If you choose to stay overnight in Petrópolis, aside from a handful of basic options in the commercial center there are several nice hotels in the older, residential neighborhoods. An even larger number of pousadas—often quite posh and set in the midst of gorgeous landscapes—are located in the mountains surrounding town, but you’ll need a car to get to reach them.
Pousada 14 Bis (Rua Buenos Aires 192, tel. 24/2231-0946, www.pousada14bis.com.br, R$130–180 d) is centrally situated and fetchingly rustic to boot. Named after Santos Dumont’s historic plane, the lounge pays homage to the homegrown aviator/inventor with a smattering of engaging artifacts related to his life and times. Rooms are cozy and comfortable.
Occupying an attractive European-style manor built in 1814, Pousada Magister (Rua Monsenhor Bacelar 71, tel. 24/2242-1054, www.pousadamagister.com.br, R$165–180 d) is in the midst of all of Petrópolis’s historic attractions. The comfortable rooms lack much of a decorative scheme—giving undue attention to the somewhat twee floral bedspreads (rooms are named after flowers)—but all boast soaring ceilings, immense windows, and polished wood floors.
Despite a steep uphill walk from the center of town, the Pousada Monte Imperial (Rua José de Alencar 27, tel. 24/2237-1664, www.pousadamonteimperial.com.br, R$195 d) is worth the physical exertion. With friendly service and small but cozy rooms offering views of the town below, this pousada is a lovely rural retreat within spitting distance of Petrópolis proper.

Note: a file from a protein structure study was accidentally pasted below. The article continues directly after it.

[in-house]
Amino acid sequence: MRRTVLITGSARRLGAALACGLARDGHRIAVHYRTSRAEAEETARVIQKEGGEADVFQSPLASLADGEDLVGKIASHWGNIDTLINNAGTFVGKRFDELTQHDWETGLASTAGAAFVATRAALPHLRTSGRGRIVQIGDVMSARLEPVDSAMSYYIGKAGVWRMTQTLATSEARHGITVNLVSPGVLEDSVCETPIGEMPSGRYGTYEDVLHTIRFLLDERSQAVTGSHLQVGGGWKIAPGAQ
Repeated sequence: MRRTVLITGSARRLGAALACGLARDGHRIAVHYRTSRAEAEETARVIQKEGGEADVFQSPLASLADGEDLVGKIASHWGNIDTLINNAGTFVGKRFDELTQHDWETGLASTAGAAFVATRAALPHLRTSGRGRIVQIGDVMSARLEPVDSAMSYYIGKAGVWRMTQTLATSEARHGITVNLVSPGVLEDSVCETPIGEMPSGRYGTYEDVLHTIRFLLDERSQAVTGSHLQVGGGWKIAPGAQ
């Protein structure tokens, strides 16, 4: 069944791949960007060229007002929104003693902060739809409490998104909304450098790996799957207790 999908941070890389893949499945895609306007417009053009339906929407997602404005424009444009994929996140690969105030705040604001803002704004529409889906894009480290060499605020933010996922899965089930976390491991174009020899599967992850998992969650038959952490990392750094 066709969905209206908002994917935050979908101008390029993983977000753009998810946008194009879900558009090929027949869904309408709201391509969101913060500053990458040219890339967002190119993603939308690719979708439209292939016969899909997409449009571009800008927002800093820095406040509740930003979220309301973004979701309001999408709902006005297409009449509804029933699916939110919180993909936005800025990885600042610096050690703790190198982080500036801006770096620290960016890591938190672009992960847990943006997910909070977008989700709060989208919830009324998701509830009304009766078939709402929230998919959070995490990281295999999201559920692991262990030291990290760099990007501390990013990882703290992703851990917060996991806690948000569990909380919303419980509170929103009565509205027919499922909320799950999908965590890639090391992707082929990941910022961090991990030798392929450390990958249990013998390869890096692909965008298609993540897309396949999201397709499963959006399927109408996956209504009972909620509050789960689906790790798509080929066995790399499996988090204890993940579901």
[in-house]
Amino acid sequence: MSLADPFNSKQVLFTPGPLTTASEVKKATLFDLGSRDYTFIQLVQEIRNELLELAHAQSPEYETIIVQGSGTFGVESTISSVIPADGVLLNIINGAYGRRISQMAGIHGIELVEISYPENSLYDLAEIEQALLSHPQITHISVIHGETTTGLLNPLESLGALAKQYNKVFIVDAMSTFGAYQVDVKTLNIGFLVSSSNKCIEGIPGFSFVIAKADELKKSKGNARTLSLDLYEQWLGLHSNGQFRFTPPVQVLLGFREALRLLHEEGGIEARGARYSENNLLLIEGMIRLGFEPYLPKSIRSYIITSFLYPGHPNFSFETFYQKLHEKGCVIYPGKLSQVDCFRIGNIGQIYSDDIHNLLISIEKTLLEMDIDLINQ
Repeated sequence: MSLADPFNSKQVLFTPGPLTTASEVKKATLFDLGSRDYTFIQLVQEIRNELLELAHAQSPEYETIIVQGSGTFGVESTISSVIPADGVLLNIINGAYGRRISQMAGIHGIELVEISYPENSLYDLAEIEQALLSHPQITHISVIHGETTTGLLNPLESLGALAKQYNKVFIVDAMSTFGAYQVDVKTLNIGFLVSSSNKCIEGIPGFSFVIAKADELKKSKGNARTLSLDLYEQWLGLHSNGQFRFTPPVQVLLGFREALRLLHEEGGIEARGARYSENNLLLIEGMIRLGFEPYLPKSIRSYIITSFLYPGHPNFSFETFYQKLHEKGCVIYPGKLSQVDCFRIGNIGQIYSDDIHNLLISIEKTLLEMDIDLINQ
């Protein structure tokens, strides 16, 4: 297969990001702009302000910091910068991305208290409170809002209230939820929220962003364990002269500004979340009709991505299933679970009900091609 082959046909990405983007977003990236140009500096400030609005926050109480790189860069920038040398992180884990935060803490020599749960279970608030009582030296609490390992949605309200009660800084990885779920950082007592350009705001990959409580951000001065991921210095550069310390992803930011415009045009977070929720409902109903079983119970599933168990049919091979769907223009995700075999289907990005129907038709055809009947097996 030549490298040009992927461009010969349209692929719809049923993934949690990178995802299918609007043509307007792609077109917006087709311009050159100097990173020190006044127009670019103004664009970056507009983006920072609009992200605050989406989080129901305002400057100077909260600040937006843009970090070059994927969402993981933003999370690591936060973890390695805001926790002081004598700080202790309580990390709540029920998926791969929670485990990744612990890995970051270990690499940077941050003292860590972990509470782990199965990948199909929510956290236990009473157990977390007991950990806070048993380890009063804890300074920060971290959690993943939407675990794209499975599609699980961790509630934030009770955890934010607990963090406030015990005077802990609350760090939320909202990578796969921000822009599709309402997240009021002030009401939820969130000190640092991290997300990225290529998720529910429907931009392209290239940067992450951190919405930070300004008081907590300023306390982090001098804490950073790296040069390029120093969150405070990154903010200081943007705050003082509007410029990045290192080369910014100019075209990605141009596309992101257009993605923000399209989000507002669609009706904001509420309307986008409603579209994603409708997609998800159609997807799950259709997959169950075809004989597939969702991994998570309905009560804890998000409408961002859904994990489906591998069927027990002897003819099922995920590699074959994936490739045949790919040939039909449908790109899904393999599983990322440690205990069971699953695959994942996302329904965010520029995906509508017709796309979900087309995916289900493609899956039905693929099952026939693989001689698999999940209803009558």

Surrounded by mansions that once belonged to barons and counts, Hotel Solar do Império (Av. Koeler 376, tel. 24/2103-3000, www.solardoimperio.com.br, R$343–500 d) will make you feel quite regal. In fact, this ornate 1875 mansion provided refuge for Princesa Isabel while her own palácio down the street was undergoing renovation. The stately rooms are decorated with period furniture, while offering all modern conveniences. Amenities include a swimming pool and spa, and the Leopoldina restaurant. The pretty landscaped grounds are filled with flowers, classical statues, and a lagoon.
If you do have a car, and some bucks to boot, consider treating yourself to the natural and man-made luxuries proffered by the Tankamana Eco Resort (Estrada Júlio Capua, Vale do Cuiabá, tel. 24/2222-9181, www.tankamana.com.br), whose welcome ritual includes fresh flowers, chocolate truffles, and bath salts. Idyllically located in the gloriously isolated Cuiabá Valley, this back-to-nature resort features spacious log and stone cabins—outfitted with king-sized beds, DVD and CD players, and whirlpools—that are laid out to ensure maximum privacy. The hotel organizes walking and horseback-riding excursions through the surrounding mountains, but you can also easily stay put and unwind at the hotel’s private waterfall.
Among other delicacies, the restaurant serves up inspired versions of the regional specialty: fresh trout. Service is both discreet and attentive, and kids under 14 are not permitted. The resort is 37 kilometers (23 miles) from Petrópolis—take the Estrada Aldo Gelli—near the town of Itapaiva.
© Michael Sommers from Moon Brazil, 2nd Edition